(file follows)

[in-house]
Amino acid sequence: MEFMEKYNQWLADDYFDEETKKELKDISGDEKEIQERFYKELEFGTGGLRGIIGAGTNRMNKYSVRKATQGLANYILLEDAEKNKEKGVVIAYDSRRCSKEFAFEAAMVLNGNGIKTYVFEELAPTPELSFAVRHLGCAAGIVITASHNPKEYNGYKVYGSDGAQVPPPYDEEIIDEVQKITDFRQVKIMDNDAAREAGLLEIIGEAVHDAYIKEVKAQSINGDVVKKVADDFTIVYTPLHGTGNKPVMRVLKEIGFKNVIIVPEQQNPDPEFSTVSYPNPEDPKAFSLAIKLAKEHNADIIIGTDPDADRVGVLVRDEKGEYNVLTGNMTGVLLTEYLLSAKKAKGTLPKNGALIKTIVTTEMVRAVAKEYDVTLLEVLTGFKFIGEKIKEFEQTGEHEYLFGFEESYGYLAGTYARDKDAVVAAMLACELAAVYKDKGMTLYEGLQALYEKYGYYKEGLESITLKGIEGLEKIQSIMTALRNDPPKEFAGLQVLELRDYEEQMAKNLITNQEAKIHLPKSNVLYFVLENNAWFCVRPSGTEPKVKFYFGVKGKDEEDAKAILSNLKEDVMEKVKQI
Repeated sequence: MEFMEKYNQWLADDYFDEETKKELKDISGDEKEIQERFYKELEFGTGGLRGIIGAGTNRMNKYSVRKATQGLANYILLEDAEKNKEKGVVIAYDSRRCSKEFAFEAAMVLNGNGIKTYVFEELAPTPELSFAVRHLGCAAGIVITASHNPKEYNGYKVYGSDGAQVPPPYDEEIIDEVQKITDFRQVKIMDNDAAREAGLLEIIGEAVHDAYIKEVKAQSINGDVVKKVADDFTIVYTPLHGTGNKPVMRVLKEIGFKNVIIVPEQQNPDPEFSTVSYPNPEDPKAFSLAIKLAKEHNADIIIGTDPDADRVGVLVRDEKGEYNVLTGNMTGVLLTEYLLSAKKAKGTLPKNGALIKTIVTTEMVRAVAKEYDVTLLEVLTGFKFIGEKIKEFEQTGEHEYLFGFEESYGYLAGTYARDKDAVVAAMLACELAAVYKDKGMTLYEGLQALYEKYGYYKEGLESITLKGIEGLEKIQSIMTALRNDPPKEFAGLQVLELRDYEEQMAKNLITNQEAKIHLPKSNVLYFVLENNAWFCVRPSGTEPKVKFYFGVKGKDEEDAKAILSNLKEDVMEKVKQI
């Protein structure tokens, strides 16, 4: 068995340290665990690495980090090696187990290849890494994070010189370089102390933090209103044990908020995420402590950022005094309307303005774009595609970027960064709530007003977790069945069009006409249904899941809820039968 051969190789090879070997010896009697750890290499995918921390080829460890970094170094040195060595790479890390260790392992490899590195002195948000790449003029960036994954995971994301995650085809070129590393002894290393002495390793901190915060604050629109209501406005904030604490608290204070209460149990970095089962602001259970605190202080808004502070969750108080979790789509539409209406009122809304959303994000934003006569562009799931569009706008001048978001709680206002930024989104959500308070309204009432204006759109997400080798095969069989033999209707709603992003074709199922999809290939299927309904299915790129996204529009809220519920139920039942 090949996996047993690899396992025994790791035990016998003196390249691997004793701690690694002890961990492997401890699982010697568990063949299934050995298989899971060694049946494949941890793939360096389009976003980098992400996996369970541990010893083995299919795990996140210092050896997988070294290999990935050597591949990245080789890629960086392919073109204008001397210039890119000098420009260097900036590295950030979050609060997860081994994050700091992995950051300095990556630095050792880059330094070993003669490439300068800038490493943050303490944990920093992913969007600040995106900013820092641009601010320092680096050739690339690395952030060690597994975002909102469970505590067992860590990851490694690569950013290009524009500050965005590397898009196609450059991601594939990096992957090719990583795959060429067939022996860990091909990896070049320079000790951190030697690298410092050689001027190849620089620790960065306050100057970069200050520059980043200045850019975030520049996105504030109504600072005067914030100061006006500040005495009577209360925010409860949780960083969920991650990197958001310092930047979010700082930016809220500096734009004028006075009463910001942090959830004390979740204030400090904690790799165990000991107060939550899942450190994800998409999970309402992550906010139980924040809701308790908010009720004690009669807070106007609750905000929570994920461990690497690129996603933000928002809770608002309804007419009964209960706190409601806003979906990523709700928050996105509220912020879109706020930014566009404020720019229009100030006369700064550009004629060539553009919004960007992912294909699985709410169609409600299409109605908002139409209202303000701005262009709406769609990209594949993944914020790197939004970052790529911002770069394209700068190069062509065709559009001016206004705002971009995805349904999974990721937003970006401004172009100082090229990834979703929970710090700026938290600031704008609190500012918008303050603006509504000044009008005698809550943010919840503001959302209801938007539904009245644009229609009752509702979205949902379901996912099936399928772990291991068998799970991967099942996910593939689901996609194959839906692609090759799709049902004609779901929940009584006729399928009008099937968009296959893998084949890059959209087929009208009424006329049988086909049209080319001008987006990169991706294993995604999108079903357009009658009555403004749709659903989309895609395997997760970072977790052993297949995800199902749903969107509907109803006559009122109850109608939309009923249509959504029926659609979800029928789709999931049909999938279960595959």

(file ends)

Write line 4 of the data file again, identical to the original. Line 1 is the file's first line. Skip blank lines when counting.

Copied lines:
């Protein structure tokens, strides 16, 4: 068995340290665990690495980090090696187990290849890494994070010189370089102390933090209103044990908020995420402590950022005094309307303005774009595609970027960064709530007003977790069945069009006409249904899941809820039968 051969190789090879070997010896009697750890290499995918921390080829460890970094170094040195060595790479890390260790392992490899590195002195948000790449003029960036994954995971994301995650085809070129590393002894290393002495390793901190915060604050629109209501406005904030604490608290204070209460149990970095089962602001259970605190202080808004502070969750108080979790789509539409209406009122809304959303994000934003006569562009799931569009706008001048978001709680206002930024989104959500308070309204009432204006759109997400080798095969069989033999209707709603992003074709199922999809290939299927309904299915790129996204529009809220519920139920039942 090949996996047993690899396992025994790791035990016998003196390249691997004793701690690694002890961990492997401890699982010697568990063949299934050995298989899971060694049946494949941890793939360096389009976003980098992400996996369970541990010893083995299919795990996140210092050896997988070294290999990935050597591949990245080789890629960086392919073109204008001397210039890119000098420009260097900036590295950030979050609060997860081994994050700091992995950051300095990556630095050792880059330094070993003669490439300068800038490493943050303490944990920093992913969007600040995106900013820092641009601010320092680096050739690339690395952030060690597994975002909102469970505590067992860590990851490694690569950013290009524009500050965005590397898009196609450059991601594939990096992957090719990583795959060429067939022996860990091909990896070049320079000790951190030697690298410092050689001027190849620089620790960065306050100057970069200050520059980043200045850019975030520049996105504030109504600072005067914030100061006006500040005495009577209360925010409860949780960083969920991650990197958001310092930047979010700082930016809220500096734009004028006075009463910001942090959830004390979740204030400090904690790799165990000991107060939550899942450190994800998409999970309402992550906010139980924040809701308790908010009720004690009669807070106007609750905000929570994920461990690497690129996603933000928002809770608002309804007419009964209960706190409601806003979906990523709700928050996105509220912020879109706020930014566009404020720019229009100030006369700064550009004629060539553009919004960007992912294909699985709410169609409600299409109605908002139409209202303000701005262009709406769609990209594949993944914020790197939004970052790529911002770069394209700068190069062509065709559009001016206004705002971009995805349904999974990721937003970006401004172009100082090229990834979703929970710090700026938290600031704008609190500012918008303050603006509504000044009008005698809550943010919840503001959302209801938007539904009245644009229609009752509702979205949902379901996912099936399928772990291991068998799970991967099942996910593939689901996609194959839906692609090759799709049902004609779901929940009584006729399928009008099937968009296959893998084949890059959209087929009208009424006329049988086909049209080319001008987006990169991706294993995604999108079903357009009658009555403004749709659903989309895609395997997760970072977790052993297949995800199902749903969107509907109803006559009122109850109608939309009923249509959504029926659609979800029928789709999931049909999938279960595959």